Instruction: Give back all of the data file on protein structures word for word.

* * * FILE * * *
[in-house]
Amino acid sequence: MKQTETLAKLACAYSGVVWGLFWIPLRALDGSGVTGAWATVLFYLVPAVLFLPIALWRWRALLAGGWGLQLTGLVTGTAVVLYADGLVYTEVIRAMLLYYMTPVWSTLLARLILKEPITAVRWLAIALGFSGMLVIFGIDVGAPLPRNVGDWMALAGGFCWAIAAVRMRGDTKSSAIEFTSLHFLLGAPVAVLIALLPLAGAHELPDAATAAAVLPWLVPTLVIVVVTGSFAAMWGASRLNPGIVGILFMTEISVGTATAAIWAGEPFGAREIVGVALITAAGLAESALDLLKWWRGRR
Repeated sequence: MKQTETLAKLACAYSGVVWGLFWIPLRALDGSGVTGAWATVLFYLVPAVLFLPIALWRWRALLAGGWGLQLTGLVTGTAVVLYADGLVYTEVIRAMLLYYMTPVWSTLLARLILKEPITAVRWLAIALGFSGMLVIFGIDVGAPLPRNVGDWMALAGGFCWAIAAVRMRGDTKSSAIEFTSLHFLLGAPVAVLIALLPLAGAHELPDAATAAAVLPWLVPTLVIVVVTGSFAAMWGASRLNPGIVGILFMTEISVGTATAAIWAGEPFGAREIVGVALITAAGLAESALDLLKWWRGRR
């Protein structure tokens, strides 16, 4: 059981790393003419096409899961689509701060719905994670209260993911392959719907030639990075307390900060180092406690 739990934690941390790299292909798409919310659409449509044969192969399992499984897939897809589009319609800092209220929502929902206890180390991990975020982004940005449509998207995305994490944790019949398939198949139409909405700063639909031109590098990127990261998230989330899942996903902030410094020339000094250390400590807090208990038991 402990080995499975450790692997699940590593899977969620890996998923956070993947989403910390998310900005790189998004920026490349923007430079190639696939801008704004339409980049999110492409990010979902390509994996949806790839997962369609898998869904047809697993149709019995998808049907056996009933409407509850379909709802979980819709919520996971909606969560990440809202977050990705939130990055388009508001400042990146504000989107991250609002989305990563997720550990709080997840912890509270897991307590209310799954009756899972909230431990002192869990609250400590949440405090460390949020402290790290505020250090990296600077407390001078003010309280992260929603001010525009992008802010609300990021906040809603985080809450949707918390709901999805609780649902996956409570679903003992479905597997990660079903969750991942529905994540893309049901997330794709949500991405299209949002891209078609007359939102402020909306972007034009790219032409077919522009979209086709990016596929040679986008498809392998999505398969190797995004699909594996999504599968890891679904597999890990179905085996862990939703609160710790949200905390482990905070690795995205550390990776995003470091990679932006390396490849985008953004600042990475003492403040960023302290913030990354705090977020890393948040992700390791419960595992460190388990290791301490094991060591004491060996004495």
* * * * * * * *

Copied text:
[in-house]
Amino acid sequence: MKQTETLAKLACAYSGVVWGLFWIPLRALDGSGVTGAWATVLFYLVPAVLFLPIALWRWRALLAGGWGLQLTGLVTGTAVVLYADGLVYTEVIRAMLLYYMTPVWSTLLARLILKEPITAVRWLAIALGFSGMLVIFGIDVGAPLPRNVGDWMALAGGFCWAIAAVRMRGDTKSSAIEFTSLHFLLGAPVAVLIALLPLAGAHELPDAATAAAVLPWLVPTLVIVVVTGSFAAMWGASRLNPGIVGILFMTEISVGTATAAIWAGEPFGAREIVGVALITAAGLAESALDLLKWWRGRR
Repeated sequence: MKQTETLAKLACAYSGVVWGLFWIPLRALDGSGVTGAWATVLFYLVPAVLFLPIALWRWRALLAGGWGLQLTGLVTGTAVVLYADGLVYTEVIRAMLLYYMTPVWSTLLARLILKEPITAVRWLAIALGFSGMLVIFGIDVGAPLPRNVGDWMALAGGFCWAIAAVRMRGDTKSSAIEFTSLHFLLGAPVAVLIALLPLAGAHELPDAATAAAVLPWLVPTLVIVVVTGSFAAMWGASRLNPGIVGILFMTEISVGTATAAIWAGEPFGAREIVGVALITAAGLAESALDLLKWWRGRR
């Protein structure tokens, strides 16, 4: 059981790393003419096409899961689509701060719905994670209260993911392959719907030639990075307390900060180092406690 739990934690941390790299292909798409919310659409449509044969192969399992499984897939897809589009319609800092209220929502929902206890180390991990975020982004940005449509998207995305994490944790019949398939198949139409909405700063639909031109590098990127990261998230989330899942996903902030410094020339000094250390400590807090208990038991 402990080995499975450790692997699940590593899977969620890996998923956070993947989403910390998310900005790189998004920026490349923007430079190639696939801008704004339409980049999110492409990010979902390509994996949806790839997962369609898998869904047809697993149709019995998808049907056996009933409407509850379909709802979980819709919520996971909606969560990440809202977050990705939130990055388009508001400042990146504000989107991250609002989305990563997720550990709080997840912890509270897991307590209310799954009756899972909230431990002192869990609250400590949440405090460390949020402290790290505020250090990296600077407390001078003010309280992260929603001010525009992008802010609300990021906040809603985080809450949707918390709901999805609780649902996956409570679903003992479905597997990660079903969750991942529905994540893309049901997330794709949500991405299209949002891209078609007359939102402020909306972007034009790219032409077919522009979209086709990016596929040679986008498809392998999505398969190797995004699909594996999504599968890891679904597999890990179905085996862990939703609160710790949200905390482990905070690795995205550390990776995003470091990679932006390396490849985008953004600042990475003492403040960023302290913030990354705090977020890393948040992700390791419960595992460190388990290791301490094991060591004491060996004495």